From this framework, your confusion is one of two things, a confusion about the purely worldly, and perhaps your purpose with it; or difficulty in reconciling the mystical and eternal with the fleeting material. In the latter case, your confusion is between you and god, and not cause to be concerned with steering external circumstances. In the former case, it's purely a matter of your physical security given your cultural upbringing, and not something to be confused with a spiritual issue.
Still though, I might have missed some perspective, so feel free to express the nature of what you believe confusion to be. If you can identify it's source, why it exists, and it's effect upon you, you are a huge step towards finding your deeper spiritual self in the scheme of things.
A spiritual path is a life's work. God put's us through an infinite set of lessons for both the ego and the non-ego. For instance, while my lesson may be on completing things one day, the next week I may be asked to surrender my attachment to completing anything, denying my ego it's self-delusions of purpose, and becoming aware that God's creation is always a work-in-progress to be experienced, and not some meaningless project for project's sake. If I were to make completing projects my rock, I would have the carpet pulled from under me when I became disabled or died.
I noticed the wisdom you passed on to your grandson, appropriate for teenagers whom are in a station in life given to battles. These lessons exist in relative worldly contexts and are not ultimate truths. As you pass on lessons, new ones will be passed on to you. We are always growing in our understanding, and things which once seemed paramount become irrelevant, and sometimes are even reversed (which is not to lessen that that they once served an important purpose in one's development).
Well, I've given you much to ponder. That is my job as a minister, and not to spell out any understandings which may not even apply to your station in life. I do wax on heavily about mysticism, but I've come to understand that we all serve different roles, and that lives of mystical understanding are no more or less important than any other life roles and lessons we come down here to experience. I do think though that it can play heavily in the life of anyone suffering confusion and seeking to understand meaning and purpose.
I can spill the beans though on one behind-the-curtain truth, to possibly save you agony, and that is that we seek such answers with the ego, and yet the ego is incapable of encompassing any such answer. We have to placate ourselves with tokens of answers devoid of true understanding until our consciousness learns to reside in a place beyond the ego, where the question as such does not even exist and only deep understanding takes it's place.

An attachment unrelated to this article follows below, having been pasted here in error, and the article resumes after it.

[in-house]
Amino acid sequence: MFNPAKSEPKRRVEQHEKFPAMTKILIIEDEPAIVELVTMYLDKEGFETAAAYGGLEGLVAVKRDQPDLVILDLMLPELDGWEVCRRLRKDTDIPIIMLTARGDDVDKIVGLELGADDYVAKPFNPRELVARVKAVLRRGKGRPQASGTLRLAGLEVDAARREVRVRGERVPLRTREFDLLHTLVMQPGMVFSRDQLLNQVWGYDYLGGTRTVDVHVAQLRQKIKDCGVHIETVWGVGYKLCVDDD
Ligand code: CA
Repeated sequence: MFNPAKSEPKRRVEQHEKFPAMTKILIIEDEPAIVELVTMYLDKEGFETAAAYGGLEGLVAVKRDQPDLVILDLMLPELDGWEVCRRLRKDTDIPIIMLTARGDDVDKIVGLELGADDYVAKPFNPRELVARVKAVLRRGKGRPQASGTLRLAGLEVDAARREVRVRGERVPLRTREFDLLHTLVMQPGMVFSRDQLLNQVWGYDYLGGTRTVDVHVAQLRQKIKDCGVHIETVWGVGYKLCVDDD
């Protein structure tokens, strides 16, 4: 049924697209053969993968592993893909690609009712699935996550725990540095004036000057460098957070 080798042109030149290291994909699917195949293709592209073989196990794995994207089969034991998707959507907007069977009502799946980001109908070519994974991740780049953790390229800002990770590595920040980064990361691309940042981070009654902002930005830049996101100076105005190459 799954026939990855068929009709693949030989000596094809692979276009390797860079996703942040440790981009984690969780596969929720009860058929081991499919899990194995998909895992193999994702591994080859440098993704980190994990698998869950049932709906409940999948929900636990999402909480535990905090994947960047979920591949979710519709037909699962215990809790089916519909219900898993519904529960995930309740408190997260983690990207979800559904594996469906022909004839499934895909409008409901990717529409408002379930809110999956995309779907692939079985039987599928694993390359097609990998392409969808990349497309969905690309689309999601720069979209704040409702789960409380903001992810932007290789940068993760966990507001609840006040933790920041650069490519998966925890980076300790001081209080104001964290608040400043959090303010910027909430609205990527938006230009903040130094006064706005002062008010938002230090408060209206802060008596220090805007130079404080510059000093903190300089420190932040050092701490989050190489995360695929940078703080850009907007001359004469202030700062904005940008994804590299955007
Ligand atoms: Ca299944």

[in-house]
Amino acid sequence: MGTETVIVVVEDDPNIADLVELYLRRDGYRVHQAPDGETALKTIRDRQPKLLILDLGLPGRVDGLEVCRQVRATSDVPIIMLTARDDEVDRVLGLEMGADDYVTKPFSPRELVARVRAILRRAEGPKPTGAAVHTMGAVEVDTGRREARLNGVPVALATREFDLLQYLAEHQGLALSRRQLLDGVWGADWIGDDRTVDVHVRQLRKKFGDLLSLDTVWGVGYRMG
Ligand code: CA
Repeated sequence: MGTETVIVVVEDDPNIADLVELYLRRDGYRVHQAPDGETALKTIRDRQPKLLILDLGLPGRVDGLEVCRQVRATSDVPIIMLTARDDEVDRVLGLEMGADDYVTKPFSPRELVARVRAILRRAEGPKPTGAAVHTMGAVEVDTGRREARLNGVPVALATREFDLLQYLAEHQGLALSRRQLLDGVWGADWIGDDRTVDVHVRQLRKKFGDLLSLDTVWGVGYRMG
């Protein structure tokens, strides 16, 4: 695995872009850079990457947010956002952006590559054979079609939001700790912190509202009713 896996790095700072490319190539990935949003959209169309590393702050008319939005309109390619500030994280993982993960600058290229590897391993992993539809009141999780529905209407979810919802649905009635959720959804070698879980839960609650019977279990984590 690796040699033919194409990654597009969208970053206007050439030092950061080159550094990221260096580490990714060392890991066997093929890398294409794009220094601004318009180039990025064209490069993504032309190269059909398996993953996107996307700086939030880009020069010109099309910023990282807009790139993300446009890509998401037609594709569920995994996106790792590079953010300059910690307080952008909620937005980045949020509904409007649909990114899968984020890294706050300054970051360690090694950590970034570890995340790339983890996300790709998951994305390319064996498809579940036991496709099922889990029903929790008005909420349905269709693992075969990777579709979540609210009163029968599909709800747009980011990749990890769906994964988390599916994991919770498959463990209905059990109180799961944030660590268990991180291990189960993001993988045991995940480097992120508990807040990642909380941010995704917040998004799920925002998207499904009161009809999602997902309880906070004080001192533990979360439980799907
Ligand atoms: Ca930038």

Am I getting too deep for you, or is this helpful? I came originally to address your desire for a political-theocratical debate, and moved on to the sphere of spiritual guidance, which may be more than you were prepared to tackle for the time being. That you bring the dialogue back to it's tangible content suggests further your need to be grounded, and perhaps that is indeed what your life requires. I sort of play the role of a devil's advocate, grounding those too ethereal, and liberating those too grounded. On the other hand, you may have not responded to the last post simply because you maintain your views and we are at a détente there, calling for a mutual surrender; and I am crafty word-smith opponent, in which case I apologize for shutting out the validity of your position. Bear in mind, all mortal positions are ephemeral and shouldn't be taken too seriously. The best option I see is to delight in their diversity as a testament to God's kaleidoscopic creation. That perspective might ease your confusion as well. Recall that scattering the Tower of Babel was God's preference for this world. It is for our egos to seek the answers, not to find them, for finding them would be our undoing.
August 1, 2006 - Defining the Peace Movement.
[Response to awareness that Iran was in the war scope.] I thought I'd mentioned that. From day one NPR and other sources were positioning the whole Israel/Lebanon situation as cause to go to war with Iran. This and Syria I predicted a few years back. What I did not predict was Arab complicity including Israel. It appears that a rift is opening between westernized mid-east, and traditional mid-east, with westernized mid-east prepared to set aside religious squabbles in favor of mutually beneficial external resource gains.
Did anyone notice that Israel launched direct 'passenger' flights to and from LAX, home of American industry, after the bombing started?
I've had some thoughts lately, the latter is actually serious:
Send the Zionists to Jamaica and let the dope smoking, reggae jamming, Rastafarians run the holy land for awhile.
IWB (Incendiary Weapons Ban): In this proposal, weapons of any chemical nature would be banned in all countries, except for that carefully monitored by UN arms inspectors for UN Peace keeping purposes. The concept here is that there's nothing to enforce nuclear build up except nuclear arms, but preventing guns and bombs with a few guns would deescalate the entire global weapons scene. And while the defense industry would balk a bit, imagine the people they could employ developing spring-loaded intercontinental trebuchets. While the notion sounds preposterous, it really isn't too different from one of the best military enforcement policies the modern world has had, that of arming the English police with a cascading network of whistles and batons.